NHS Property Services (NHSPS) are joining forces with Campaign to End Loneliness to roll out a training programme that will give NHS receptionists the tools to better recognise when patients are presenting with signs of loneliness.
This potentially trendsetting initiative is the fist-of-its-kind and will centre around upskilling receptionists by educating them on things like the key risk factors related to loneliness, identifying and supporting those deemed at risk, and self-care.
The programme initially began last month as a pilot in Stockport but, such was the success of the trial, the scheme is now getting a nationwide expansion which is expected to reach almost 400 NHSPS receptionists up and down the country.
Hilary Stables, Chief People Officer, NHSPS, said, “Our NHS receptionists are the first port of call of people accessing medical services and are therefore in a prime position to make a difference, so we are excited to be partnering with Campaign to End Loneliness to upskill our receptionist teams in spotting and supporting those suffering from loneliness.
“We are committed to supporting the NHS in creating healthier communities, including through tackling loneliness, which can negatively impact both mental and physical health.”
As NHS services continue to be affected by backlogs, causing staff to be overburdened and therefore more and more stressed, the training comes at a key time for the health sector – a survey by the Royal College of General Practitioners found that 75% of their GPs reported that between one and five consultations are about loneliness, every single day. By equipping receptionists with the skills to tackle loneliness at its first point of presentation, this training can relieve some of the pressure on GPs and let them focus on delivering world-class care to more patients.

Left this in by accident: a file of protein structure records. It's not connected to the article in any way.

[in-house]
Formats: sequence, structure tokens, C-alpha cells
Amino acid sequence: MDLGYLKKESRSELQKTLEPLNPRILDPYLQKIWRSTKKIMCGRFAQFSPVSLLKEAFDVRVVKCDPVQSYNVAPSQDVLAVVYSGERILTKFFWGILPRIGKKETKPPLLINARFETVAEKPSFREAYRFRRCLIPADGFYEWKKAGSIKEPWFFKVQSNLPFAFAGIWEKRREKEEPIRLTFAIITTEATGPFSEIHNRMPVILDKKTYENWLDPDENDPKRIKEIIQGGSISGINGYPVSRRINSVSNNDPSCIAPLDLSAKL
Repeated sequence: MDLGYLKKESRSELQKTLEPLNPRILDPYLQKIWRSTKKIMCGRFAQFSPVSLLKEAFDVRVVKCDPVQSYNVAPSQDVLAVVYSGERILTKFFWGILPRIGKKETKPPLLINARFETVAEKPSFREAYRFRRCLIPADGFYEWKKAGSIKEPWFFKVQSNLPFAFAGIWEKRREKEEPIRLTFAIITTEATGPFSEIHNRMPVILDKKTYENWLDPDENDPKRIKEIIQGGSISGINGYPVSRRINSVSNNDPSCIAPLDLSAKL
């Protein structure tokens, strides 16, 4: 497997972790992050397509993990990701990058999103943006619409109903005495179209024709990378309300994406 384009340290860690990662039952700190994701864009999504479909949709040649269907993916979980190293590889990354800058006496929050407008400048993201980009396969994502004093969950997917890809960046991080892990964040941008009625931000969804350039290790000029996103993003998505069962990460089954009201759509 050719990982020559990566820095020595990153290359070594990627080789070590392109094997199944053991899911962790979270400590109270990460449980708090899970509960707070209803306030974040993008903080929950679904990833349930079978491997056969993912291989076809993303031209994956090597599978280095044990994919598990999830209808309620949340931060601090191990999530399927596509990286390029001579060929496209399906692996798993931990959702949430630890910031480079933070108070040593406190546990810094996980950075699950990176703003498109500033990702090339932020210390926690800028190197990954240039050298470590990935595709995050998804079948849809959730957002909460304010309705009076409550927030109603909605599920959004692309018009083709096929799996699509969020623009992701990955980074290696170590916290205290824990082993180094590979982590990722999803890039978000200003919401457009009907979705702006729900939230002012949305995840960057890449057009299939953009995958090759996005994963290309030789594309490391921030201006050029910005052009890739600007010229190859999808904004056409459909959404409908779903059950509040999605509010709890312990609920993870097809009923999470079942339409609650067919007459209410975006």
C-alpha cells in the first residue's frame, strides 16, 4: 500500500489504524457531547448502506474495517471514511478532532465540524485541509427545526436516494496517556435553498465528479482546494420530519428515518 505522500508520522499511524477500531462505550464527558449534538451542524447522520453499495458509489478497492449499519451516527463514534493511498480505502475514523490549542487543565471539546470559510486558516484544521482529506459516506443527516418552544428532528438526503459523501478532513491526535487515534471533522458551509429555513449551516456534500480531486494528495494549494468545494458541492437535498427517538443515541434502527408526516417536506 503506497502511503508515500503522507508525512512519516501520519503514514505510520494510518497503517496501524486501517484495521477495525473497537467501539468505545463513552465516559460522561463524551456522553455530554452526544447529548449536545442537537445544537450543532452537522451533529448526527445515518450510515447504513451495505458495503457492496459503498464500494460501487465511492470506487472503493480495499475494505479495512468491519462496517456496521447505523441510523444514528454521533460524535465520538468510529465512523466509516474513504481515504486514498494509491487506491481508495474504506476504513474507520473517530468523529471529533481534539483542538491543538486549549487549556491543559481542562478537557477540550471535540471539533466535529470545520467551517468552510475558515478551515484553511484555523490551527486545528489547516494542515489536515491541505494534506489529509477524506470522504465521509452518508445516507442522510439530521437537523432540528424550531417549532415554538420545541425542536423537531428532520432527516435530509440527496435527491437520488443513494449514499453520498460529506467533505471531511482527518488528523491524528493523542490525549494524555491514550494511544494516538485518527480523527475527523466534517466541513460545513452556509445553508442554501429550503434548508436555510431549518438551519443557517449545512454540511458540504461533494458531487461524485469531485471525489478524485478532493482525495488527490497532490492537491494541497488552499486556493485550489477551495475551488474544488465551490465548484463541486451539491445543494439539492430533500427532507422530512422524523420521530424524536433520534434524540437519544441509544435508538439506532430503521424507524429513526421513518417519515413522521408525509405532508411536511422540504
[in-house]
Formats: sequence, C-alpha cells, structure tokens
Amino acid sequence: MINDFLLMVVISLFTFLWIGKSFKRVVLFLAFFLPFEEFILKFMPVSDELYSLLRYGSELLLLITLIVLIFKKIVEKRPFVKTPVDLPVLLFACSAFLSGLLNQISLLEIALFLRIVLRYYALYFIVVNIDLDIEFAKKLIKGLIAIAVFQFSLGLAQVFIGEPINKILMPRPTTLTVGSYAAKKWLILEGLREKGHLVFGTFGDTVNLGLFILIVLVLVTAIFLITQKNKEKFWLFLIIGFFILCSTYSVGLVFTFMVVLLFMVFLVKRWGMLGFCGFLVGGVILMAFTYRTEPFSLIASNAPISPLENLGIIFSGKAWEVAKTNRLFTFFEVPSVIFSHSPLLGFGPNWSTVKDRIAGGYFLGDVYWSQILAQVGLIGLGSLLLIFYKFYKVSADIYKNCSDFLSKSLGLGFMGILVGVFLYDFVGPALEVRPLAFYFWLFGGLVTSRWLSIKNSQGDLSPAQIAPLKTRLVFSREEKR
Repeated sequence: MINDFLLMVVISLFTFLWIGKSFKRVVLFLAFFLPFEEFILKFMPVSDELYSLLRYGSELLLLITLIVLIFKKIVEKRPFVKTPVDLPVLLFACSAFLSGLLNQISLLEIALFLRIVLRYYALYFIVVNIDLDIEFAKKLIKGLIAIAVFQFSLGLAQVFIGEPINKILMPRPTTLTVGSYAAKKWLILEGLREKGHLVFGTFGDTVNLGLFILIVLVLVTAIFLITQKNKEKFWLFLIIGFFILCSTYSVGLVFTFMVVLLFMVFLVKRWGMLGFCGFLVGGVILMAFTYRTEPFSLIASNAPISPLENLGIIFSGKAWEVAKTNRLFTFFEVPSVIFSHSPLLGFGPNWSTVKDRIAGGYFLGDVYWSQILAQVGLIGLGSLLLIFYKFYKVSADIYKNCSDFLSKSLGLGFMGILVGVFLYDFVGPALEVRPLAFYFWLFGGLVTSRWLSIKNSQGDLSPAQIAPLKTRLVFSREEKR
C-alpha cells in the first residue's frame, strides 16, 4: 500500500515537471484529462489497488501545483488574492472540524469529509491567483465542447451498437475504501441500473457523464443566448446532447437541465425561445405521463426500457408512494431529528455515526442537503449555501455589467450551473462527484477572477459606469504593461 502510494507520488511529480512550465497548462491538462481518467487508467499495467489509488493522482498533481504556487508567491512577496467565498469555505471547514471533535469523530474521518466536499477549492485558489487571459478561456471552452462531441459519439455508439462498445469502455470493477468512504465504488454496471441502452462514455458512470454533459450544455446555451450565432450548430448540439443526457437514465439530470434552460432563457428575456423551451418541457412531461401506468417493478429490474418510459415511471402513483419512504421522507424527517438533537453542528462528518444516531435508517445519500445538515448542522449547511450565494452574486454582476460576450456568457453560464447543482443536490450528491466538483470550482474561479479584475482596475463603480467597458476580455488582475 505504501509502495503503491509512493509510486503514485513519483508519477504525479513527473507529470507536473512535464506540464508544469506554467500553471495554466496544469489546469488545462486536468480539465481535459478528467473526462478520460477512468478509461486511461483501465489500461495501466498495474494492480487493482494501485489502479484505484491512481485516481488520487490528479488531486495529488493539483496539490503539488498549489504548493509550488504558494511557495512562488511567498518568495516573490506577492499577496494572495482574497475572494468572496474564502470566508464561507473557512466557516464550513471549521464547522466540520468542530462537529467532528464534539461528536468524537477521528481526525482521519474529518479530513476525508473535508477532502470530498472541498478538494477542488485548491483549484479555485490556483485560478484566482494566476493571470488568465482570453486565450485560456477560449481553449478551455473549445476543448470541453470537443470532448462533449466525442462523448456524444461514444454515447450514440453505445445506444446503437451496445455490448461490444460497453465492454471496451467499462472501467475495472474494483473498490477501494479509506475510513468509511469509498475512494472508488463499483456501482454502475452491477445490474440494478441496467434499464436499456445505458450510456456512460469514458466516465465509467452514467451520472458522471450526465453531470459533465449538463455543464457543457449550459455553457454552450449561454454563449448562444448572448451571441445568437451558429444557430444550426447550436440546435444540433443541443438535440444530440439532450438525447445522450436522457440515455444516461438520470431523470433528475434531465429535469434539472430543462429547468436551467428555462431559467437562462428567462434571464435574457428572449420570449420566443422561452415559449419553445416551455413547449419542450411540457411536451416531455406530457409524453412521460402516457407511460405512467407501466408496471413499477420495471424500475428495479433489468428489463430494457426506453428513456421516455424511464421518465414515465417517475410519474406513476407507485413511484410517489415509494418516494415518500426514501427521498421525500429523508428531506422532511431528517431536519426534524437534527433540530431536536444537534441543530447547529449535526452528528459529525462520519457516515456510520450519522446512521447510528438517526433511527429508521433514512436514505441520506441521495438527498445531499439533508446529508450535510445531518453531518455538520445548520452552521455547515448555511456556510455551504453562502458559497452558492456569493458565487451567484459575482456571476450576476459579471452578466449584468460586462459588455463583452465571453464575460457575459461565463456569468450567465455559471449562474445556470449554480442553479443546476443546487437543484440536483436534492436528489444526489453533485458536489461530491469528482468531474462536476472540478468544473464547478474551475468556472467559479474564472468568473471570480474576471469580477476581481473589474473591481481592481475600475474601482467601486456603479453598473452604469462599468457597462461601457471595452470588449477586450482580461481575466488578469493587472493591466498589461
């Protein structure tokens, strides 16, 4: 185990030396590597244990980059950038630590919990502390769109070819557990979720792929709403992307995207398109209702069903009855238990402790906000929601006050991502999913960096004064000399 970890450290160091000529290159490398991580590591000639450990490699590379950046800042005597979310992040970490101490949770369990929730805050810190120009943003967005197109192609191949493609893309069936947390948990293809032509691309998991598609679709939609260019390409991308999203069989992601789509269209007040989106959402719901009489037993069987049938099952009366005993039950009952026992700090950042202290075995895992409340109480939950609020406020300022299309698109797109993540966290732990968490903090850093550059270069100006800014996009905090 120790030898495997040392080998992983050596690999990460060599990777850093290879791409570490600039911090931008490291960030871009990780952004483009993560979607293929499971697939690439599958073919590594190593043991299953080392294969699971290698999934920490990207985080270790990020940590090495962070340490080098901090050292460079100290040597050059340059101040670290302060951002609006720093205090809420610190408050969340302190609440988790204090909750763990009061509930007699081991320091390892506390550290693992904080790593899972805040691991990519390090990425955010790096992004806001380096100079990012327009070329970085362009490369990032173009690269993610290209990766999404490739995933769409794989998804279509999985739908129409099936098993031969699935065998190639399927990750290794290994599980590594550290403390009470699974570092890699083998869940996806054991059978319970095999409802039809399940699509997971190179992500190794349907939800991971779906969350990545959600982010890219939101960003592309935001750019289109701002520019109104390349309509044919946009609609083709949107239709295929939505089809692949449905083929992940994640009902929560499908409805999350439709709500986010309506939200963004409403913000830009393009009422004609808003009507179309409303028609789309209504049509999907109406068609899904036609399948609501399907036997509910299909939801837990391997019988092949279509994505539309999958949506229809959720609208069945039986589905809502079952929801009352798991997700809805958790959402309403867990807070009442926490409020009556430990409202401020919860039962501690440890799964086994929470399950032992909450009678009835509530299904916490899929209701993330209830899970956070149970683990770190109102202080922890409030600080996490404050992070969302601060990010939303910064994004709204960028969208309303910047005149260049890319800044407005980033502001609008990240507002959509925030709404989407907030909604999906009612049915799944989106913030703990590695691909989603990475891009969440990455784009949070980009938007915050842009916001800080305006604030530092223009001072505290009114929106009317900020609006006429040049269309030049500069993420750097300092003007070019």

The programme also comes at a key time for patients as we all continue to navigate through the aftermath of the COVID-19 pandemic – research has shown that the effect loneliness and isolation has on mortality is comparable to the impacts of both obesity and smoking. Further research has suggested that merely reducing a person’s loneliness from ‘severe’ to ‘moderate’ has the same effect on their wellbeing as the average person has when they get a £9,537 salary bump; so if the workforce is upskilled to deal with loneliness at the first point of contact effectively and efficiently, it could have a profound effect on all stakeholders.
Robin Hewings, Programme Director of the Campaign to End Loneliness, said, “Loneliness can lead to a host of health issues, including an increased risk of stroke, high blood pressure, dementia and depression. More than 22 million people in Britain, around one third of the whole population, have felt lonely some of the time or occasionally.
“This worrying statistic highlights loneliness as one of the key issues facing our society today. By partnering with NHSPS on this training programme, we will help NHS reception teams to direct lonely people to specialist services to get them the support they need, whilst also freeing up GP time.”
More information on the new training programme is available here.